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Eighth annual DIDO Awards

Every year about this time the Motion Picture Academy makes a huge production out of awarding Oscars to the best movies, actors, actresses, music, sound effects, etc. -- all from the year before. The ceremony goes on for hours and it's pure glitz: long speeches, emotional performances and plunging necklines. No awards are given for family values because there would be no nominees. I usually do something much more important than watching -- I read the paper (yes, I admit I'm a stick-in-the-mud).

Going back in history, some of the big winners have been "Gone With The Wind," "From Here To Eternity," "Patton," "The Godfather," "Dances With Wolves," "The Sting" and "Forrest Gump."

We don't give awards to actors, actresses and movies in this column. Our business is much more important. What we do, and we're doing it for the eighth year in a row, is to give DIDO Awards in recognition of ordinary people who provide solid, worthwhile day-in-day-out service for the rest of us. Not performances, but actual service. These people never get recognition except in this column. We honor them without naming names because their descriptions often include many people, not just one or two.

This year, we're going to share a bit of history along with naming this year's winners.

In 2005, the top movie was "Million Dollar Baby" with Hillary Swank and Clint Eastwood. That was the first year of the DIDO Awards and the winners included a husband and wife shoe repair business featuring unbelievably friendly, helpful and reasonable services day in and day out; a bakery lady, cheerful and optimistic even on the most miserable days; and a one-in-a-million secretary -- who is smart, fast, has a world class work ethic and never misses a day of work.

The following year the top movie was "Crash," but nobody saw it. Much more impressive were the DIDO Awards, first to American dairy farmers for their day-in-day-out labor of love milking two or three times a day, 365 days a year. Also honored that year were nursing home workers for their great hearts and 20 technical college students who have jobs, families, children and out-of-school duties but still do their homework, attend class and show hustle.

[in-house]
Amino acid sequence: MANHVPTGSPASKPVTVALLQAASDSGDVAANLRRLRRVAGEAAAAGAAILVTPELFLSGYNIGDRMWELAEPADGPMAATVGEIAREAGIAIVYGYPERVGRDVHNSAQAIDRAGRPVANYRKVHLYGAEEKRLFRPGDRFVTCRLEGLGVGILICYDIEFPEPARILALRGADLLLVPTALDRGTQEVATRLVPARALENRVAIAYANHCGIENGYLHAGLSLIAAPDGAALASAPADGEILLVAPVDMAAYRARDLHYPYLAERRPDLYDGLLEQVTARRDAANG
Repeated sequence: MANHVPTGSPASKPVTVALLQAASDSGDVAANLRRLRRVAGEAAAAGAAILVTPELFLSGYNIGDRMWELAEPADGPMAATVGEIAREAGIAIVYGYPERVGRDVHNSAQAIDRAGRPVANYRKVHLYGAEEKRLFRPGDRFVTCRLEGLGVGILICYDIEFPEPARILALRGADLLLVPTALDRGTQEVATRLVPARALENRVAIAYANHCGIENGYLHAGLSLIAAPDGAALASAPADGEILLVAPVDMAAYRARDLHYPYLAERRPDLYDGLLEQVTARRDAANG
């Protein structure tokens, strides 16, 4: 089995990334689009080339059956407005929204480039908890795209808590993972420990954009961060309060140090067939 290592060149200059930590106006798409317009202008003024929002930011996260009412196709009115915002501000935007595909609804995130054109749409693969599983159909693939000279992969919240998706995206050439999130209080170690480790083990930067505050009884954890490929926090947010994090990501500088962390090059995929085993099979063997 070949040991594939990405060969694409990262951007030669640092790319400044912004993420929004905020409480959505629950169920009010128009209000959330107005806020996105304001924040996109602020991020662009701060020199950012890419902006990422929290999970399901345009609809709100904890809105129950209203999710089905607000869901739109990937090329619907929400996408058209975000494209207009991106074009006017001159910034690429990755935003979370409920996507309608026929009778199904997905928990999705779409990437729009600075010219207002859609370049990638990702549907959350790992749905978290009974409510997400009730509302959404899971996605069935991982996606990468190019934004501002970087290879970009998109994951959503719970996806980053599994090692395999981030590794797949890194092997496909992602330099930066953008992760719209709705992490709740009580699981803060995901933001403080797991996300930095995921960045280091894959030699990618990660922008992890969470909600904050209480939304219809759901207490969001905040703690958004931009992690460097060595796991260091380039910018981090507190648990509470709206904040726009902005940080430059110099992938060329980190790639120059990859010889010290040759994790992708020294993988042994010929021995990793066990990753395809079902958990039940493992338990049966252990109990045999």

The following year, 2007, the Oscar went to "The Departed," but nobody saw that either. DIDO Awards went to hospital workers, convenience store workers and railroad engineers who keep the trains running in this country every day of the year including Thanksgiving, Christmas, New Year's Day, Easter and the Fourth of July.

In 2008, the top movie was "No Country For Old Men" -- violent and bloody. The DIDO Awards went to night shift people who stock shelves and clean stores all night long while truck drivers are delivering the goods down dark highways, smiling waitresses are serving middle of the night customers, bakers are baking tomorrow's fresh bread and the rest of us are home sleeping.

"Slumdog Millionaire" got the Oscar in 2009. But our great recession was coming down hard and the DIDO's didn't forget the workers who had just been laid off and families going through foreclosures. They were given the Persistence Awards for their day-in-day-out efforts to keep their heads above water.

In 2010, the Oscar was awarded to "The Hurt Locker," a movie that very few ever saw. The theme for the DIDO Awards that year was, "They Serve Who Also Standby And Wait." Named were armed services, reservists, 911 personnel, emergency medical personnel, firemen, law enforcement officers and yes, morticians. They all stand by, ready to spring into action on short notice.

Everybody remembers the "The King's Speech," which was honored with an Oscar in 2011, but who remembers that the DIDO Awards went to public employees? Teachers, police, deputies, courthouse and postal employees, all who serve with professionalism day-in-day-out while politicians (campaigning while on tovernment payroll) take cheap shots at them and demean them as lowly "bureaucrats."

This year the DIDO Committee salutes another unsung group. One morning recently I went to the bakery for some fresh baked goods. I was attended by a cheerful young lady who wrapped up the package and told me to have a good day. At the end of that day, I was at a meat market on the opposite end of town. That same cheerful young lady sold me two pounds of hamburger and expressed the wish that I have a good evening. She was working two jobs while going to high school.

The award this year goes to the two-job people out there. Just today, I saw a lady working in the hospital who also serves lunches at a local eating spot. If you pay attention and ask a few questions, you'll find that many -- maybe even most -- of the people serving you at convenience stores, as waitresses, as school bus drivers, and some as teachers -- are working two jobs. That's why, this year, we salute these folks for their hustle, their drive and award them the "Double Duty Award." There isn't a George Clooney, Meryl Streep or Brad Pitt among them, but they're all stars and all winners.